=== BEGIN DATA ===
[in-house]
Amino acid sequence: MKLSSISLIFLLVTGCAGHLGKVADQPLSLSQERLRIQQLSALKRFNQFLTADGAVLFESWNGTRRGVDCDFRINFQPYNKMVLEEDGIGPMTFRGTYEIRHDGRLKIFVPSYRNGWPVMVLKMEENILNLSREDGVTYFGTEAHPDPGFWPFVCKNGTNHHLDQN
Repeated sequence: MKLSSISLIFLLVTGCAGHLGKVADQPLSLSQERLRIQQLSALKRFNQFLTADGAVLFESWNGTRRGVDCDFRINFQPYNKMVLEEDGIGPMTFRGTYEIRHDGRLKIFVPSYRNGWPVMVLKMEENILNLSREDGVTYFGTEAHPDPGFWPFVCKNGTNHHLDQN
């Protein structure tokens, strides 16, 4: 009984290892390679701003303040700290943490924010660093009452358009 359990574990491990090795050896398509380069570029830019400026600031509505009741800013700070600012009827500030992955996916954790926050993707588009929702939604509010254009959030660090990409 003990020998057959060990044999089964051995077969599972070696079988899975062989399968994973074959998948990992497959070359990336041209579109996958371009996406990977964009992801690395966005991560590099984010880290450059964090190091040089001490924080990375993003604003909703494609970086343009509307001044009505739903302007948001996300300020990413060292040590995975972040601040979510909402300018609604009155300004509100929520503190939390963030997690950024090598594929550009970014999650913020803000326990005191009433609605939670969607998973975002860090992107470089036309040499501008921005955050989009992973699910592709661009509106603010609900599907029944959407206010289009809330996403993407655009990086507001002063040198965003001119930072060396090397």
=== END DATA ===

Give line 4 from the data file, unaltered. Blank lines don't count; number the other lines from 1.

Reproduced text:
């Protein structure tokens, strides 16, 4: 009984290892390679701003303040700290943490924010660093009452358009 359990574990491990090795050896398509380069570029830019400026600031509505009741800013700070600012009827500030992955996916954790926050993707588009929702939604509010254009959030660090990409 003990020998057959060990044999089964051995077969599972070696079988899975062989399968994973074959998948990992497959070359990336041209579109996958371009996406990977964009992801690395966005991560590099984010880290450059964090190091040089001490924080990375993003604003909703494609970086343009509307001044009505739903302007948001996300300020990413060292040590995975972040601040979510909402300018609604009155300004509100929520503190939390963030997690950024090598594929550009970014999650913020803000326990005191009433609605939670969607998973975002860090992107470089036309040499501008921005955050989009992973699910592709661009509106603010609900599907029944959407206010289009809330996403993407655009990086507001002063040198965003001119930072060396090397």